April is Heartworm Awareness Month
In honor of heartworm awareness month, here are some tidbits you may not know about heartworm disease in cats and dogs.
What is Heartworm Disease and What Causes It?
Heartworm disease is a serious, sometimes fatal disease in pets. It is caused by a parasitic worm called Dirofilaria immitis. The worms are spread through the bite of a mosquito. They are called “heartworms” because the adults live in the heart, lungs, and associated blood vessels of an infected animal (1).
Heartworm in Dogs
When the mosquito bites the dog, the dog becomes a natural host for the heartworms. The heartworms then live inside the dog, grow into adults, mate and produce offspring(2). In a newly infected dog, it can take about 6 to 7 months for the larvae to mature into adult heartworms. If left untreated in a dog, a heartworm’s lifespan is 5 to 7 years (1).
Heartworm in Cats
Heartworm disease in cats is very different from heartworm disease in dogs. The cat is an atypical host for heartworms, which means most worms in cats do not survive to the adult stage. Because of this, heartworm disease often goes undiagnosed in cats. It is important to understand that even immature worms cause real damage in the form of a condition known as heartworm associated respiratory disease (HARD) (2).
What are the Signs and Symptoms of Heartworm Disease?
In the early stages of the disease, many dogs show few symptoms or no symptoms at all, especially of the number of worms they have is low. If the worm count is higher- general loss of body condition, a persistent cough, and tiredness after mild activity can serve as symptoms. In moderate to high levels of heartworm disease in dogs, heart and lung changes are usually seen on chest x-rays(1).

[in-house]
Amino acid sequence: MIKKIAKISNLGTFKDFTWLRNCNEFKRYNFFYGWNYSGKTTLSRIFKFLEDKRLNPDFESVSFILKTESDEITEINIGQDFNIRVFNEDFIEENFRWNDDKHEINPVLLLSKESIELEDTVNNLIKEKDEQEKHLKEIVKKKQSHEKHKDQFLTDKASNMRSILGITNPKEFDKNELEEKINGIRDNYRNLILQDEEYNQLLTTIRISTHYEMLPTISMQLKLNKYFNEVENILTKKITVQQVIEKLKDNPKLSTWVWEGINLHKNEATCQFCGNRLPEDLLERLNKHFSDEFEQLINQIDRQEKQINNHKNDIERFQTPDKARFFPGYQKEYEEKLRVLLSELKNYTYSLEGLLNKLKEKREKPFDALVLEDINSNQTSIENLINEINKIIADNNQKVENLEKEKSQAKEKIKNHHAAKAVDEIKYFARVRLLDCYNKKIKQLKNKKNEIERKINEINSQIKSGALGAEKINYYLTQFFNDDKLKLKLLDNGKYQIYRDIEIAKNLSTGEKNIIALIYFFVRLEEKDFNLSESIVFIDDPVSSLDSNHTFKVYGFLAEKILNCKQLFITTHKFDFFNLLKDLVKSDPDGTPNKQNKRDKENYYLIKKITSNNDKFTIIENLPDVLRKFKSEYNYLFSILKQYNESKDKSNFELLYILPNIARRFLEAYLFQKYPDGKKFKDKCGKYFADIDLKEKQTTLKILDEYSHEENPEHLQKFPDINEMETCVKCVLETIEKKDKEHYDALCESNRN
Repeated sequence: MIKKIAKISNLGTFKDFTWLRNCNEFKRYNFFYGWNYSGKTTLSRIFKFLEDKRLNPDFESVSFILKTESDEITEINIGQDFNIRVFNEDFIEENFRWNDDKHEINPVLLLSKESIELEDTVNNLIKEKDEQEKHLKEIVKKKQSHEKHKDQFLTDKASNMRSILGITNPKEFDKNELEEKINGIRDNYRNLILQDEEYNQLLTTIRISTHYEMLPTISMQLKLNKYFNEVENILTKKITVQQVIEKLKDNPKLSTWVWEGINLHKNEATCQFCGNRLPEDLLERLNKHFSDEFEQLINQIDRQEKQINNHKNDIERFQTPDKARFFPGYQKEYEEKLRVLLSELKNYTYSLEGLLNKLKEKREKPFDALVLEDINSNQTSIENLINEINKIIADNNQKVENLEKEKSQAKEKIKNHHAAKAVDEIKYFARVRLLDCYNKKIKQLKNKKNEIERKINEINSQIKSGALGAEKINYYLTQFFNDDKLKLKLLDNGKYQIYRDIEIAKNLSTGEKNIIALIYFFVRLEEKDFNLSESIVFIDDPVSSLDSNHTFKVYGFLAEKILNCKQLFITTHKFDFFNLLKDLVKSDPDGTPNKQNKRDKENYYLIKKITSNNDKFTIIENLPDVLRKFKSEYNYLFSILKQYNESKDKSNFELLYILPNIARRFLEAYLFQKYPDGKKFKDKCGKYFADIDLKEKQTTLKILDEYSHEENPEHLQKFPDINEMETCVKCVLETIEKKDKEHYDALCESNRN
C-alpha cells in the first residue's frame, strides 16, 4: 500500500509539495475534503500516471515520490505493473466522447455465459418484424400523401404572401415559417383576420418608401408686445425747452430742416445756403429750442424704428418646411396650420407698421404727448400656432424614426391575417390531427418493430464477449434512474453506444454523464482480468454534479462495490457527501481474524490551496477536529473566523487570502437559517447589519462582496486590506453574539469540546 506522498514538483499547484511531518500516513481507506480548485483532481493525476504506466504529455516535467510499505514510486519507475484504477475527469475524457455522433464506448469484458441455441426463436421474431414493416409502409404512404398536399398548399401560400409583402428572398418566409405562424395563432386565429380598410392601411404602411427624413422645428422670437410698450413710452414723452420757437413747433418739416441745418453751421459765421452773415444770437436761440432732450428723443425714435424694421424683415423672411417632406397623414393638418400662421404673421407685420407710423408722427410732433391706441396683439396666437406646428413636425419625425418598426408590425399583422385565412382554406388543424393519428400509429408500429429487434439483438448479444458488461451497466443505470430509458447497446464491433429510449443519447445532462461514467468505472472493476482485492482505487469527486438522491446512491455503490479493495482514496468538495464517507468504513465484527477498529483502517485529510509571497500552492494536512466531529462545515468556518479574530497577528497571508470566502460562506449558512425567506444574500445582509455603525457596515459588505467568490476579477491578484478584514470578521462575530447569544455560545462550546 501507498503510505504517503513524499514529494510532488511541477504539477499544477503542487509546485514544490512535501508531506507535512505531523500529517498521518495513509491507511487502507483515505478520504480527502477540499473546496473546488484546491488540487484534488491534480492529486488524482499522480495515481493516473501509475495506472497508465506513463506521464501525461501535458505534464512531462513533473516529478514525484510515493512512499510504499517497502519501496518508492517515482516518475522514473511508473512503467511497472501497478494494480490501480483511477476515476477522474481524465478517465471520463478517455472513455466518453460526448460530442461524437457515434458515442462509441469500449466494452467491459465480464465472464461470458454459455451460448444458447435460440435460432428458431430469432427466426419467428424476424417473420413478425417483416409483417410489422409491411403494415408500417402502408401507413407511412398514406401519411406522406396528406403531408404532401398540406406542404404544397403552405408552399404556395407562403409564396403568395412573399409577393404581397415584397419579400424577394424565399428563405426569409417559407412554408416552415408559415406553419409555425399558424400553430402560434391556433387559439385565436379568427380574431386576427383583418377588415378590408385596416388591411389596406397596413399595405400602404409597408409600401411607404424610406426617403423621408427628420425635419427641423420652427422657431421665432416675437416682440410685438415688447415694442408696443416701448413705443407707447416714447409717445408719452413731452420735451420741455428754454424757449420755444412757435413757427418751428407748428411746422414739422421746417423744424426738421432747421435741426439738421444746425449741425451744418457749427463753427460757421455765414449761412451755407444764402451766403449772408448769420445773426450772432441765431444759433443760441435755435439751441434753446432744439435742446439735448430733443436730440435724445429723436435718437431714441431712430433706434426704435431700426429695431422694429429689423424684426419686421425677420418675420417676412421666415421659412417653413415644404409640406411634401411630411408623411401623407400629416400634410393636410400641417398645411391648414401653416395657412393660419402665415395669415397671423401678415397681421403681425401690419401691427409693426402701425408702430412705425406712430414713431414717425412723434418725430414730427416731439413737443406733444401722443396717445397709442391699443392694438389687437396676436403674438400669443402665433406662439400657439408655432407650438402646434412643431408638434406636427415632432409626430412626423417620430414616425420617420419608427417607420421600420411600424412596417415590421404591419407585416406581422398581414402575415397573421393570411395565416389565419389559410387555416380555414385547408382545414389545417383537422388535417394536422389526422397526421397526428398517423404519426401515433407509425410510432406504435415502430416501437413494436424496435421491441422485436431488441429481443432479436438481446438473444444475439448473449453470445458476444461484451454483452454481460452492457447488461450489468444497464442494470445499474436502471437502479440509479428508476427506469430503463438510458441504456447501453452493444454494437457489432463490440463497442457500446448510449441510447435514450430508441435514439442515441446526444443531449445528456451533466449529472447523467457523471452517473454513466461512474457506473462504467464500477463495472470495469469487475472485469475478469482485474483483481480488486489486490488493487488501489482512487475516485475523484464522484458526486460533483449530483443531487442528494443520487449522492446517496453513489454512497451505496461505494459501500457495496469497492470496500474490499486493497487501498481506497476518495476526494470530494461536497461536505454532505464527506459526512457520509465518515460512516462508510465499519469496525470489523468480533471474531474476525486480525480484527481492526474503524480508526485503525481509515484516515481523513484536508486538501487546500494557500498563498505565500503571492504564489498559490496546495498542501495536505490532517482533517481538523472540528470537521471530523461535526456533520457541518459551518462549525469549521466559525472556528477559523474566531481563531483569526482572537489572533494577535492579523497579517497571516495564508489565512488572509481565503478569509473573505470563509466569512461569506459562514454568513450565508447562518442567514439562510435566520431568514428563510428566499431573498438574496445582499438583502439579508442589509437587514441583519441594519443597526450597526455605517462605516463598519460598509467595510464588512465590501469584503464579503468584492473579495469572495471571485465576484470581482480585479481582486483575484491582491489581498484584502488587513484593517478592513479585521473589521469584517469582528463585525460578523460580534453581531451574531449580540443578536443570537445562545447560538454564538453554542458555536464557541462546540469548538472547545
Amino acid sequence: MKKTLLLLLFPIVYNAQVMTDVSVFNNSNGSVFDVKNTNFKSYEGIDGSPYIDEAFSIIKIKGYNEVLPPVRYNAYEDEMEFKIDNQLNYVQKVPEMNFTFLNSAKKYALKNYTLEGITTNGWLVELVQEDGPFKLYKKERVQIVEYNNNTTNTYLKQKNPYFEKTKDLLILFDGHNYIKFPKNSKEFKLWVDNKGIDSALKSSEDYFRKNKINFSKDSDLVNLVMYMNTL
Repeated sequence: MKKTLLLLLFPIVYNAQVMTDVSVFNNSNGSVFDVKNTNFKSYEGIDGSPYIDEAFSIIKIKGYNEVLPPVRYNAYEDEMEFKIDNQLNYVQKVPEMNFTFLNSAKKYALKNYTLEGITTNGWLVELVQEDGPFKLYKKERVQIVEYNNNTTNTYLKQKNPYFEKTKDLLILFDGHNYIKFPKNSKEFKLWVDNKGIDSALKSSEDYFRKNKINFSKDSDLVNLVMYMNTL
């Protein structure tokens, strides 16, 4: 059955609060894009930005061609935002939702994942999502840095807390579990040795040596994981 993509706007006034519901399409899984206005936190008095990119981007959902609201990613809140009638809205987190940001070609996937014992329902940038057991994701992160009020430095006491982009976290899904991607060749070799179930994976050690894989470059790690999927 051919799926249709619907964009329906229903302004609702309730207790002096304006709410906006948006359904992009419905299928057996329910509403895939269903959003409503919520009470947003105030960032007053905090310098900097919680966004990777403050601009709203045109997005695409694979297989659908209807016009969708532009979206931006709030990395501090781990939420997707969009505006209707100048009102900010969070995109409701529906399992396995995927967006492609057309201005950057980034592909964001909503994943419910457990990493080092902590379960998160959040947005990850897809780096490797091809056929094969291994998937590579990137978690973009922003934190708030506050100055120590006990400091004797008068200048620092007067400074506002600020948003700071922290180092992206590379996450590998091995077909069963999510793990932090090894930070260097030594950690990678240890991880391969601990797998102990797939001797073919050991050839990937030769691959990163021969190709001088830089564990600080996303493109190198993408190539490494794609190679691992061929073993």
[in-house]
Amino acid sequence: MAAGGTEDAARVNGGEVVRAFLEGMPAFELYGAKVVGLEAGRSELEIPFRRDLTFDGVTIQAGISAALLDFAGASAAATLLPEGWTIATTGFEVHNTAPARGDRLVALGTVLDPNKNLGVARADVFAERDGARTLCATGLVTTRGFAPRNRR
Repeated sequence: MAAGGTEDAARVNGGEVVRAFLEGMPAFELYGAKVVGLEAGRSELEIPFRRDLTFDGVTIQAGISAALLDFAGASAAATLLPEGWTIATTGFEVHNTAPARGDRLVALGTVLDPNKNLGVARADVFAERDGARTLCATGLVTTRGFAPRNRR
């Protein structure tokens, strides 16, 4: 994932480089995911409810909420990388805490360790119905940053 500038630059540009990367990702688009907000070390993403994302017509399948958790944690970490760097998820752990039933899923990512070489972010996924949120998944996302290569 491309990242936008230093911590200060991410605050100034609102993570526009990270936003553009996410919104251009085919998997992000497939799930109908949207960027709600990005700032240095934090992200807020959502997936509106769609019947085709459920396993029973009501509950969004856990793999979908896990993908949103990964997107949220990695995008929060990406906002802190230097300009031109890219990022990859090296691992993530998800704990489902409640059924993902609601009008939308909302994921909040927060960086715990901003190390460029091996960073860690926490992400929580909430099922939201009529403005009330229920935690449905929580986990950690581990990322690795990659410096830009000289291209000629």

For cats, signs of heartworm disease can be very subtle or very dramatic. Subtle symptoms may include coughing, asthma-like attacks, periodic vomiting, lack of appetite, or weight loss. Occasionally an affected cat may have dramatic symptoms such as difficulty walking, experience fainting or seizures(2).
How Do You Know if Your Pet has Heartworms?
If you have not already done so, test your pet for heartworm ASAP! Heartworm disease is a serious, progressive disease. The earlier it is detected, the better the chance of recovery for your pet. The best and easiest way to check if your pet is infected is by having your vet take a small blood sample. This works by detecting the presence of heartworm proteins in the blood. Keep in mind annual testing is necessary to ensure that the prevention program is working(1).
Heartworm infection in cats is harder to detect than in dogs, because cats are much less likely than dogs to have adult heartworms. The preferred method for screening cats includes the use of both an antigen and an antibody test(2).
Prevention is the Best Treatment!
If your pet is healthy, taking preventative measures is your next step. Most preventative products are FDA-approved to prevent heartworms in dogs. All of them will require a veterinarian’s prescription. Most products are given monthly, either as a topical liquid applied on the skin or as an oral tablet(1).
If your pet is tested positive, your first step is to restrict your pets exercise. Your dog’s normal physical activities must be restricted as soon as the diagnosis is confirmed, because physical exertion increases the rate at which the heartworms cause damage in the heart and lungs(2).
Once your veterinarian has determined your dog is stable and ready for heartworm treatment, he or she will recommend a treatment protocol involving several steps. The American Heartworm Society has guidelines for developing this plan of attack, the treatment regimen for heartworm can be both expensive and complex (2).
Approximately 6 months after treatment is completed, your veterinarian will perform a heartworm test to confirm that all heartworms have been eliminated. To avoid the possibility of your dog contracting heartworm disease again, you will want to administer heartworm prevention year-round for the rest of your pet’s life(2).